In October 2012, agreed to be acquired by a private equity group consisting of Permira Advisers LLP, members of's management team, including CEO Tim Sullivan and CFO Howard Hochhauser, and Spectrum Equity, for $32 per share or around $1.6 billion.[50][51] At the same time, purchased a photo digitization and sharing service called 1000Memories.[52]

In September 2013, announced its acquisition of Find a Grave.[53] A month later, the company announced it had purchased the family history records of the South African genealogy website Ancestry24, which ceased operating in February 2013.[54][55]

Products and services[edit] is a subscription-based genealogy research website and DNA product with over 16 billion records online.[56] The majority of records are from the United States, though records are being added for other countries, such as Canada, the UK, and other European countries. Some records are free for anyone to access, but the majority are accessible only by paid subscription.[57] As of 2017, the monthly subscription cost for access to's main databases was US$19.99 for US records only, US$34.99 for all US and international records, and US$44.99 for access to all ancestry records and additional features.[58]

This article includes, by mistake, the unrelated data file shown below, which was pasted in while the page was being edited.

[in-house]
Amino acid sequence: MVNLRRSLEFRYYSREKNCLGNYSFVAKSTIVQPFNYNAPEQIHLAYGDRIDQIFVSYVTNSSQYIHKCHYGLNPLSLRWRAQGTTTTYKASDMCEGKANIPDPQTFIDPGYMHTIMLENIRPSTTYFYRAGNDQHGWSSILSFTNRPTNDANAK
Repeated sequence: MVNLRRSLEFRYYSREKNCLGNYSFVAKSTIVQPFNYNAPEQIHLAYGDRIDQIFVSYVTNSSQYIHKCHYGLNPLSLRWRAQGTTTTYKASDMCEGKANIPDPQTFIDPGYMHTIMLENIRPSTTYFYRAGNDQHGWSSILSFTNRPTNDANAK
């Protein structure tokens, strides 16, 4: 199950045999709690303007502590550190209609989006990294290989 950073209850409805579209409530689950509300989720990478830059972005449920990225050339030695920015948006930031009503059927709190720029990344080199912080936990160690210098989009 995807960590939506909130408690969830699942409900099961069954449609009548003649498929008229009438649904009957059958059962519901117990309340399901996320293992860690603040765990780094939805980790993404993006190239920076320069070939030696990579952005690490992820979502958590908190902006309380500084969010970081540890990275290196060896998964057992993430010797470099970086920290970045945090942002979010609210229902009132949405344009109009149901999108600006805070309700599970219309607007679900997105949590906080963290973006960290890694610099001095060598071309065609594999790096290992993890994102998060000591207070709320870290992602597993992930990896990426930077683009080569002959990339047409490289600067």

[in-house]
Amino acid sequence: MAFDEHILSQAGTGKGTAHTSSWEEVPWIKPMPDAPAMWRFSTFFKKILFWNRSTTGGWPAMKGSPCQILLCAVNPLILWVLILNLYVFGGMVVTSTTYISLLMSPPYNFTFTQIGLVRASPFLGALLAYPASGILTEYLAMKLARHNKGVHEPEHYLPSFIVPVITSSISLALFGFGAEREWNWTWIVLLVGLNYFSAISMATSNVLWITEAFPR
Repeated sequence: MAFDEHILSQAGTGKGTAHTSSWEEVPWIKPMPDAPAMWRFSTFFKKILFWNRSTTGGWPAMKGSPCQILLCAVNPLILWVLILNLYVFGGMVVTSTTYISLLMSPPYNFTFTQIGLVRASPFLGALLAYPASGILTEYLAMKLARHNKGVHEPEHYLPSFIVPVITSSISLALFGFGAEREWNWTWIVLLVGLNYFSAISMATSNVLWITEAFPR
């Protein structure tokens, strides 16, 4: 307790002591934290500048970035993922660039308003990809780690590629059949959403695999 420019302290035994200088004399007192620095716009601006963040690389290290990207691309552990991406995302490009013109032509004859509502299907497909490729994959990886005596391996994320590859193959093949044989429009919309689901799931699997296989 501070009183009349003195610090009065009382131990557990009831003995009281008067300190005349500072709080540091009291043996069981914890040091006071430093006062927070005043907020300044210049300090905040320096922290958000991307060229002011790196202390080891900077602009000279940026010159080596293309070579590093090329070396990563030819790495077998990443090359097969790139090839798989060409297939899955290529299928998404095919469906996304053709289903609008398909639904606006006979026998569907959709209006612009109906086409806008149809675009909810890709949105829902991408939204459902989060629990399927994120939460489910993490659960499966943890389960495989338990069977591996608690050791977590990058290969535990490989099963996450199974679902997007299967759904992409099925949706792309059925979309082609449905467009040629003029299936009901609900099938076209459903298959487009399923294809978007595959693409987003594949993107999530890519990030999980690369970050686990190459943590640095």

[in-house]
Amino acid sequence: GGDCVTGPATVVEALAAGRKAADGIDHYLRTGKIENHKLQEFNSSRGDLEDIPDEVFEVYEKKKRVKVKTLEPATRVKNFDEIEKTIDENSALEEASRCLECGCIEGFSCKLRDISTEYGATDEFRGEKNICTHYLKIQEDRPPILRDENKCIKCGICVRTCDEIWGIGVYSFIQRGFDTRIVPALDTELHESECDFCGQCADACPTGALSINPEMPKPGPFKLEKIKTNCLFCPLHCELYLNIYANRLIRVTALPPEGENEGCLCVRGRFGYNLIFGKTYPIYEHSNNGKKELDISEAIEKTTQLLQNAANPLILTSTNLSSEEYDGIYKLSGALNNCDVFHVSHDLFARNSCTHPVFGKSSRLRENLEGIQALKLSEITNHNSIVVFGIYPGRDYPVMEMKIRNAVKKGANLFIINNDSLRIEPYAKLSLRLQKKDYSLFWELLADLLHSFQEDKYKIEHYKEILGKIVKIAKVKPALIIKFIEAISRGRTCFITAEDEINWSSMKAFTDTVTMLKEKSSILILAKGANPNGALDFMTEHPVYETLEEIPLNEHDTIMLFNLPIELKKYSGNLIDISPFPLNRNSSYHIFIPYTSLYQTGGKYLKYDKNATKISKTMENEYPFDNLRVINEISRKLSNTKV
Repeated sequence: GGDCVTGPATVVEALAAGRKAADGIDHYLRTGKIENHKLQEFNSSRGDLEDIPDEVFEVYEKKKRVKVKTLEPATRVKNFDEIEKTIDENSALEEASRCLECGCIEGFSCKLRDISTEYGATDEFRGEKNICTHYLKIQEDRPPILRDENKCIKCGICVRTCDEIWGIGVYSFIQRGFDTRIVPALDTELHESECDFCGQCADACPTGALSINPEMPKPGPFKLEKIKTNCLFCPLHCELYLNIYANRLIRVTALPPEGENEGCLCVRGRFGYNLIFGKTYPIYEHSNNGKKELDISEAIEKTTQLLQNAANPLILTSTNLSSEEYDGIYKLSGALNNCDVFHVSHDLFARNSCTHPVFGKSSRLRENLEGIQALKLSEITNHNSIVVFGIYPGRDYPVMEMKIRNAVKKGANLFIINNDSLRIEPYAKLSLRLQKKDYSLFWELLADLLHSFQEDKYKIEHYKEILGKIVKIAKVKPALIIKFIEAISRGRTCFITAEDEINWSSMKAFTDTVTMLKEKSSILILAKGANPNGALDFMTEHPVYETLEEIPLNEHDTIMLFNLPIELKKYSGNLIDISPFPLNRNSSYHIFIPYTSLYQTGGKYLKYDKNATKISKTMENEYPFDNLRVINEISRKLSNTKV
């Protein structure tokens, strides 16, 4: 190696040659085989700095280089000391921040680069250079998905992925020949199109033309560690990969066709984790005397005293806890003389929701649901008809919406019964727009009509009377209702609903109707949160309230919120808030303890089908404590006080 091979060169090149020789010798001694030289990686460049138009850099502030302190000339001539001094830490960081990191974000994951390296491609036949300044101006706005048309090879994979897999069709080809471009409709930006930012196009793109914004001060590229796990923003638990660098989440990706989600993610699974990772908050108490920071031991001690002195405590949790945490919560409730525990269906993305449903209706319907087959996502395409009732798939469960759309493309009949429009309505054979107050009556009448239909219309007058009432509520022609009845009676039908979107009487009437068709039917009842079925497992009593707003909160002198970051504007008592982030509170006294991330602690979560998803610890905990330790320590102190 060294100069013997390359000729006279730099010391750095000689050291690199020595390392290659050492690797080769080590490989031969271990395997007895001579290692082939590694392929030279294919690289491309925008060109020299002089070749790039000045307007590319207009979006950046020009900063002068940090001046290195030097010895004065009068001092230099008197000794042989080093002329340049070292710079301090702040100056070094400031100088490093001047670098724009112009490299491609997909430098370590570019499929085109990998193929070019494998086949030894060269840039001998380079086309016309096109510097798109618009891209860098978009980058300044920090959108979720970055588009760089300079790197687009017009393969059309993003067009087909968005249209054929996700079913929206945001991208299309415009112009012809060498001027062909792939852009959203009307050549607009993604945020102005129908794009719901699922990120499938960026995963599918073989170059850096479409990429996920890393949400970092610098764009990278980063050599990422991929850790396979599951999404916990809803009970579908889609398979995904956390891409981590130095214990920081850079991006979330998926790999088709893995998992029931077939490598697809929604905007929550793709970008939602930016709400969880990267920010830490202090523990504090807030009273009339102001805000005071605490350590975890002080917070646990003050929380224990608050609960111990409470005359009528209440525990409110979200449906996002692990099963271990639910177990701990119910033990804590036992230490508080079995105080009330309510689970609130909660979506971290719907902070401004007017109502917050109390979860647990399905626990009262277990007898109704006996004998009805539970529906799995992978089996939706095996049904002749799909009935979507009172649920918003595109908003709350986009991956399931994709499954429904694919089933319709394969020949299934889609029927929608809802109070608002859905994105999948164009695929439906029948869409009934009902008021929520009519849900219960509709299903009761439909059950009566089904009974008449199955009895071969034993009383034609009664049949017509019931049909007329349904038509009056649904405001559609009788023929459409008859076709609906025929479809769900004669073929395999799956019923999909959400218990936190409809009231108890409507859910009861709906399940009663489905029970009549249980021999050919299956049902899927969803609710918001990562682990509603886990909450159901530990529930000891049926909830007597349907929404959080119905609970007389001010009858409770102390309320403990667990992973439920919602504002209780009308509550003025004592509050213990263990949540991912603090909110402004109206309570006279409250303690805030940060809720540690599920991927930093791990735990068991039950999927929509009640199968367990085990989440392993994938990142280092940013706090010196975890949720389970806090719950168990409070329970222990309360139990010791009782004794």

On June 22, 2006, completed the indexing and scanning of all of the United States Federal Census records from 1790 through 1930.[59][60]

August 3, 2012, announced that it had completed indexing of the newly released 1940 U.S. Census records.[61] was nominated for a 2007 CODiE Award in the "Best Online Consumer Information Service" category.[62]

For genetic genealogy,'s AncestryDNA service offers genealogical DNA tests of autosomal DNA.[63]


AncestryDNA is a subsidiary of Ancestry LLC. AncestryDNA offers a direct-to-consumer genealogical DNA test.[64] Consumers provide a sample of their DNA to the company for analysis. AncestryDNA then uses DNA sequences to infer family relationships with other Ancestry DNA users and to provide what it calls an "ethnicity estimate." Previously, also offered paternal Y-chromosome DNA and maternal mitochondrial DNA tests, but those were discontinued in June 2014.[65] The company describes the technical process of testing in a scientific white paper.[66]. More than six million customers had purchased the test by November 2017, making their database the largest in the world. [67]


On July 16, 2015 Ancestry launched AncestryHealth, a generational health database.[68] At the same time, the company also announced the appointment of Dr. Cathy A. Petti, MD as AncestryHealth's Chief Health Officer.[69]

Other sites[edit]